The activated brain regions in the person experiencing the pain firsthand included: contralateral sensorimotor cortex, bilateral secondary sensorimotor cortex, contralateral posterior insula, bilateral mid and anterior insula, anterior cingulate cortex, right ventrolateral and mediodorsal thalamus, brainstem, and mid and right lateral cerebellum.[4] One study used fMRI to observe brain activity of an individual receiving unpredictable laser pain stimuli. This study showed that the primary and secondary sensorimotor cortex, posterior insula, and lateral thalamus are involved in processing aspects of nociceptive stimuli such as location and intensity.[5]

Observed pain in othersEdit

Several brain regions including the bilateral anterior insula (AI), rostral anterior cingulate cortex (ACC), brainstem, and cerebellum were activated both in instances of first person painful experience and observed painful experience. The bilateral anterior insula (AI) and rostral anterior cingulate cortex (ACC) are therefore hypothesized to take part in the emotional reaction evoked from witnessing another in pain. The samotosensory region of the brain was not shown by fMRI to be excited during pain observation, rather only when the pain was experience firsthand.[4]

Detection MethodsEdit

Magnetoencephalography Edit

fMRI studies were not able to detect activity in the somatosensory cortex during pain empathy. Neuromagnetic oscillatory activity was recorded from the primary somatosensory cortex in order to determine if it is involved in pain empathy. When the left medial nerve was stimulated, post-stimulus rebounds of 10 Hz of somatosensory oscillations were quantified. These baseline somatosensory oscillations were suppressed when the subject observed a painful stimulus to a stranger. These results show that the somatosensory cortex is involved in the pain empathy response even thought the activity could not be detected using fMRI techniques.[6]

Transcranial magnetic stimulation (TMS) Edit

Single-pulse transcranial magnetic stimulation (TMS) has been used to stimulate the motor cortex of a person observing another person’s actions, and this has been shown to increase the corticospinal excitability of associated with their motor resonance. TMS studies have shown that frontal structures of the motor resonance system are used to process information about other people’s physical actions.[2]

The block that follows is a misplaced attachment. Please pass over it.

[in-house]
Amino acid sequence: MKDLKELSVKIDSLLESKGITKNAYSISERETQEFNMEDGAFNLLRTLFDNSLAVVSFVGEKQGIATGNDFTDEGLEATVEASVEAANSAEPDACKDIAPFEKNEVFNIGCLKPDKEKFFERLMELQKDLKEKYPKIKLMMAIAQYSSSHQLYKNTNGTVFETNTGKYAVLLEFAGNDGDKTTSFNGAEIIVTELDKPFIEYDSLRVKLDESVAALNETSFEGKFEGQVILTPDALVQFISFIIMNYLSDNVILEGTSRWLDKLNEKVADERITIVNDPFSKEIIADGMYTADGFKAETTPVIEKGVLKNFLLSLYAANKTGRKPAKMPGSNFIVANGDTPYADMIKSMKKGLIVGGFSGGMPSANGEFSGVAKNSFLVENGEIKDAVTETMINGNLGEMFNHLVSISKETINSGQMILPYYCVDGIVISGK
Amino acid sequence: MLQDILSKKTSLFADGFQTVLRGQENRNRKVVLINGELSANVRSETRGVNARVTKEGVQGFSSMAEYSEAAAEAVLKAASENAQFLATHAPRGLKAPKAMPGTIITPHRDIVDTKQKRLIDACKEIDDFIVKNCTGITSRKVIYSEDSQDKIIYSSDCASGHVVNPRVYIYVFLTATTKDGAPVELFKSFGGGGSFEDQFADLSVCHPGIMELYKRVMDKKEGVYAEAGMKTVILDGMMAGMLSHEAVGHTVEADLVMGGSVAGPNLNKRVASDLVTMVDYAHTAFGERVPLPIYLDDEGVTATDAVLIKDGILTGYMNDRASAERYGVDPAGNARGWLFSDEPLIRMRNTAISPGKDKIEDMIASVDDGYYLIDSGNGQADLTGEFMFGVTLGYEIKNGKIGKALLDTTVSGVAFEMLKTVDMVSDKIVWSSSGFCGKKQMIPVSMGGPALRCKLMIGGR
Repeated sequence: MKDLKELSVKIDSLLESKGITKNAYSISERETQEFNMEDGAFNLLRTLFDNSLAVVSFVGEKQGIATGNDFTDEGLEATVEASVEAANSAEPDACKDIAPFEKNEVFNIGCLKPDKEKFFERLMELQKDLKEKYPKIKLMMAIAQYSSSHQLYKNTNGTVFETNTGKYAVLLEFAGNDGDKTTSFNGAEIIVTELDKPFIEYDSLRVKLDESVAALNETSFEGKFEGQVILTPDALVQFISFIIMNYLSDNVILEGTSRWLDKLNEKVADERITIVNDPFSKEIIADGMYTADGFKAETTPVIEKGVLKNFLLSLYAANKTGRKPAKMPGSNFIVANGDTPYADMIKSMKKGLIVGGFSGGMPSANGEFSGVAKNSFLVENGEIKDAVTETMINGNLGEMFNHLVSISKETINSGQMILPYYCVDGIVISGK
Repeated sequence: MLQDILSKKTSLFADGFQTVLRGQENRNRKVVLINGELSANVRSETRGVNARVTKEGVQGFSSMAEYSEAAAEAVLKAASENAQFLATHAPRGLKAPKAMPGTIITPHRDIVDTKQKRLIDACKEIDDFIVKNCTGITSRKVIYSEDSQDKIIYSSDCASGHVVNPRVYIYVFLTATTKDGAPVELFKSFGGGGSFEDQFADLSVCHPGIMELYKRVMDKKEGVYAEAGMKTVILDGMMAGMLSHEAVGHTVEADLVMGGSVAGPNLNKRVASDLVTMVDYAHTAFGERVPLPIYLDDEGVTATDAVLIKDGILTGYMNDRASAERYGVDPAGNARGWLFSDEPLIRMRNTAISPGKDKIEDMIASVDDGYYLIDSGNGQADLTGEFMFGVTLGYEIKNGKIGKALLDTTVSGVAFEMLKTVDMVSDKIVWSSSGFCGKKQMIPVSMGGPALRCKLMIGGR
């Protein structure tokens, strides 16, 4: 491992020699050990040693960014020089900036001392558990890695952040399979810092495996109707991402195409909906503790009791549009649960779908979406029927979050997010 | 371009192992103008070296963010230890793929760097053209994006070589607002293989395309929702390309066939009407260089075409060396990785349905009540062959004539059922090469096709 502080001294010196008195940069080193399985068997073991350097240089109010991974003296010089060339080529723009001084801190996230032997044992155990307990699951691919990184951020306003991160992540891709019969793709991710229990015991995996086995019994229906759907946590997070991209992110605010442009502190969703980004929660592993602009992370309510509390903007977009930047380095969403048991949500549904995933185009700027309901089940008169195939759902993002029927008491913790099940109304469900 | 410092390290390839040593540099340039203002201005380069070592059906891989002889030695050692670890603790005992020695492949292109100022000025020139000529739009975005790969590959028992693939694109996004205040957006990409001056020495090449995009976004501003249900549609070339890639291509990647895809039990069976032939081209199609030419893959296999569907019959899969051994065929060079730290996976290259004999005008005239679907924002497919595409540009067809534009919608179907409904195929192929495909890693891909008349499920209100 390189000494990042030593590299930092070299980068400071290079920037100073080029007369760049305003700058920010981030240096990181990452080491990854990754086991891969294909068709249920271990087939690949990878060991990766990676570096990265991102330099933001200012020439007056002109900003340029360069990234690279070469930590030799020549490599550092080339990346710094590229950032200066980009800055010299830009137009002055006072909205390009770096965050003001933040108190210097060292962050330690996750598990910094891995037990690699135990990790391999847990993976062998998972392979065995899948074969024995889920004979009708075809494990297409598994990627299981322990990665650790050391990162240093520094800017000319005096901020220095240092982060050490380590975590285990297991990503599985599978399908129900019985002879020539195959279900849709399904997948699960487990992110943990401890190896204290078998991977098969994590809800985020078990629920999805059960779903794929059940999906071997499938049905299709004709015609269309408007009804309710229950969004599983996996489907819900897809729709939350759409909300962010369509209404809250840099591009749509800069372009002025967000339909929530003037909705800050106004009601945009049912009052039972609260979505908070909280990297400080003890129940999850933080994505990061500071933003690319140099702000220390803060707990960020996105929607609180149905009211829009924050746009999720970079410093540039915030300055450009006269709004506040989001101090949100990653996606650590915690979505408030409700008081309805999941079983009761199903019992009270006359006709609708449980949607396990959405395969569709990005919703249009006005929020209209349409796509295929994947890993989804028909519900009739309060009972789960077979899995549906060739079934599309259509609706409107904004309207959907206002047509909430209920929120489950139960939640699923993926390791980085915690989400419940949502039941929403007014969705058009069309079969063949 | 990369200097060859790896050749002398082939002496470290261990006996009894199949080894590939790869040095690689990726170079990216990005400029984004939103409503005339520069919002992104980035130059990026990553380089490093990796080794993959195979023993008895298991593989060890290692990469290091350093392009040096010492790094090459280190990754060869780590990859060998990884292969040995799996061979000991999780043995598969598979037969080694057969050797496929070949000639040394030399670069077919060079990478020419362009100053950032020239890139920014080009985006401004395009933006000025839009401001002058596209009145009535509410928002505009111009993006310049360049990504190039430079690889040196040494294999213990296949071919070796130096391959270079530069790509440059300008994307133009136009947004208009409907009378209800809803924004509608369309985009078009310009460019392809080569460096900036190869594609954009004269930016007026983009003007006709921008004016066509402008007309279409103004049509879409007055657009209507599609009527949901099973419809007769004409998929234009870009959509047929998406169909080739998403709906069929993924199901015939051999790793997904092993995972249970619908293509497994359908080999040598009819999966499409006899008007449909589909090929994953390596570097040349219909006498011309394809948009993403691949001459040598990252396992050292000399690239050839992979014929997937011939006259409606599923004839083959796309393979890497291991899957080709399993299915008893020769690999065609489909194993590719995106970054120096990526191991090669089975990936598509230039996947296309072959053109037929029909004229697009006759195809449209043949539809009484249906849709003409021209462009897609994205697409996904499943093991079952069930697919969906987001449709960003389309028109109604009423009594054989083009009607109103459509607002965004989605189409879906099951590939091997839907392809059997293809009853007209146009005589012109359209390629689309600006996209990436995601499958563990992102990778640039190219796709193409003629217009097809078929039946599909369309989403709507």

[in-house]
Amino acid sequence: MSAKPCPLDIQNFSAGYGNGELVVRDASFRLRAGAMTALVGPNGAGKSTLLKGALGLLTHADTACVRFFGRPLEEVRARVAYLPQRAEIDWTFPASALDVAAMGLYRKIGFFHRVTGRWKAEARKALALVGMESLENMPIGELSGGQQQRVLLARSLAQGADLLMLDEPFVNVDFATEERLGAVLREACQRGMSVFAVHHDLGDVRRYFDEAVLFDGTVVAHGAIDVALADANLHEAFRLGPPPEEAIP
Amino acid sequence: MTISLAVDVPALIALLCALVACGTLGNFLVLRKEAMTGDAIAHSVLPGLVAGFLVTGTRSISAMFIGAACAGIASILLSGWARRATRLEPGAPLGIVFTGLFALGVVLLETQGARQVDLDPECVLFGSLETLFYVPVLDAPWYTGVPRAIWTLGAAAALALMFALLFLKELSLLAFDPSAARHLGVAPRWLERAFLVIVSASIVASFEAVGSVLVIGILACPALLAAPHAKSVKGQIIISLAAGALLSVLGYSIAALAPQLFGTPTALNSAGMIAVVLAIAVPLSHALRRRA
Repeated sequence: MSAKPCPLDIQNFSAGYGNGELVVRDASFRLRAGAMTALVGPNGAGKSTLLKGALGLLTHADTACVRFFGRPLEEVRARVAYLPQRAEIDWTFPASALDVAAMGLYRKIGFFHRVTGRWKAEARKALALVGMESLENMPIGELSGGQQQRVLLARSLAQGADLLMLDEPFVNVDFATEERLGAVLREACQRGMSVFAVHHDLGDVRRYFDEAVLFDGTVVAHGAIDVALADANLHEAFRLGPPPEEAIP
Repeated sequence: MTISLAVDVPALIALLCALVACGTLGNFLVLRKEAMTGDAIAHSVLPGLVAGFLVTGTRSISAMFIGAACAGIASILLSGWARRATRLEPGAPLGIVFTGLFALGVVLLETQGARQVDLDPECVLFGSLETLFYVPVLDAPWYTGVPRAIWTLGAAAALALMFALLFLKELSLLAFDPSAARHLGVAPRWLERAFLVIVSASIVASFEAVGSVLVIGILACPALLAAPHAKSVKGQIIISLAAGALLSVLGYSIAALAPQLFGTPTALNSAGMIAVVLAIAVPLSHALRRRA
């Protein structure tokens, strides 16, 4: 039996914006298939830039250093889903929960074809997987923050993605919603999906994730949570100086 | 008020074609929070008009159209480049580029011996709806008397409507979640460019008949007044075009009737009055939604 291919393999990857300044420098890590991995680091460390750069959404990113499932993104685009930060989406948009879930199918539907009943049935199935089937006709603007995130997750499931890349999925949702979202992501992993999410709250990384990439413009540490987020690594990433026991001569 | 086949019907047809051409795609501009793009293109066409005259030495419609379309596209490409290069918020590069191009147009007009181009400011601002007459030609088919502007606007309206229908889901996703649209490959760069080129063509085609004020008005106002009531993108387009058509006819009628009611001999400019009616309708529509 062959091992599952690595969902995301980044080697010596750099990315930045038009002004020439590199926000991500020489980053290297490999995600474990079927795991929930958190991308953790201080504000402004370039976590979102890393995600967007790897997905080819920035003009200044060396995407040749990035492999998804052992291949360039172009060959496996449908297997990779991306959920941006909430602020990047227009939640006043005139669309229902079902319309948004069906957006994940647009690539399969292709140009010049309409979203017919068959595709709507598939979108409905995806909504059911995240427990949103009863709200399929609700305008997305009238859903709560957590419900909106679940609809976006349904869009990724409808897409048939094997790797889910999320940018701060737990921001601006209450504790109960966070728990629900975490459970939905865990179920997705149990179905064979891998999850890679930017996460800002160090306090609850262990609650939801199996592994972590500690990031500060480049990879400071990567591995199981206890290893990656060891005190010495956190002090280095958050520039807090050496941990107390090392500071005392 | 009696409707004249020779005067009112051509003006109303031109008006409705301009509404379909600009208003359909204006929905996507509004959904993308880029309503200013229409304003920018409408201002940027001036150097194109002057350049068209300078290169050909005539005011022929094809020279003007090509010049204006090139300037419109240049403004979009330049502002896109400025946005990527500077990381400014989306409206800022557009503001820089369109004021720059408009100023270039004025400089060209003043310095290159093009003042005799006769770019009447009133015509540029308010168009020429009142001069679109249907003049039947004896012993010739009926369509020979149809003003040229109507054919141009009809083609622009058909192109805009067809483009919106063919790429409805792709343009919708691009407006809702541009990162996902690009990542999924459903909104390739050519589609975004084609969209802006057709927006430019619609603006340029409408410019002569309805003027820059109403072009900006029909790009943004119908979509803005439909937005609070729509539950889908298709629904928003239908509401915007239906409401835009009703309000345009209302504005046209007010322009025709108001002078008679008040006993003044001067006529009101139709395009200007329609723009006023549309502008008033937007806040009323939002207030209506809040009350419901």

Motor evoked potential (MEP) Edit

Sensorimotor contagion is an automatic reduction in corticospinal excitability due observing another person experiencing pain. In a study by Avenanti on pain empathy in racial bias, it was shown that when a person sees a needle being poked into the hand of another person, there is a reduced motor evoked potential (MEP) in the muscle of the observer’s hand.[7]

Lack of pain empathy Edit

Lack of empathy occurs in several conditions including autism, schizophrenia, sadistic personality disorder, psychopathy, and sociopathy. One recent view is that an improper ratio of cortical excitability to inhibition causes empathy defects. Brain stimulation is being investigated for its potential to alter motor resonance, pain empathy, self-other discrimination, and mentalizing as a way to treat empathy related disorders.[2]

Sadistic personality disorder Edit

Psychopathy is thought to be caused by normal processing of social and emotional cues, but abnormal use of these cues.[2] One study used fMRI to look at the brain activity of youth with aggressive conduct disorder and socially normal youth when they observed empathy eliciting stimuli. The results showed that the aggressive conduct disorder group had activation in the amygdala and ventral striatum, which lead the researcher to believe that these subjects may get a rewarding feeling from viewing pain in others.[8]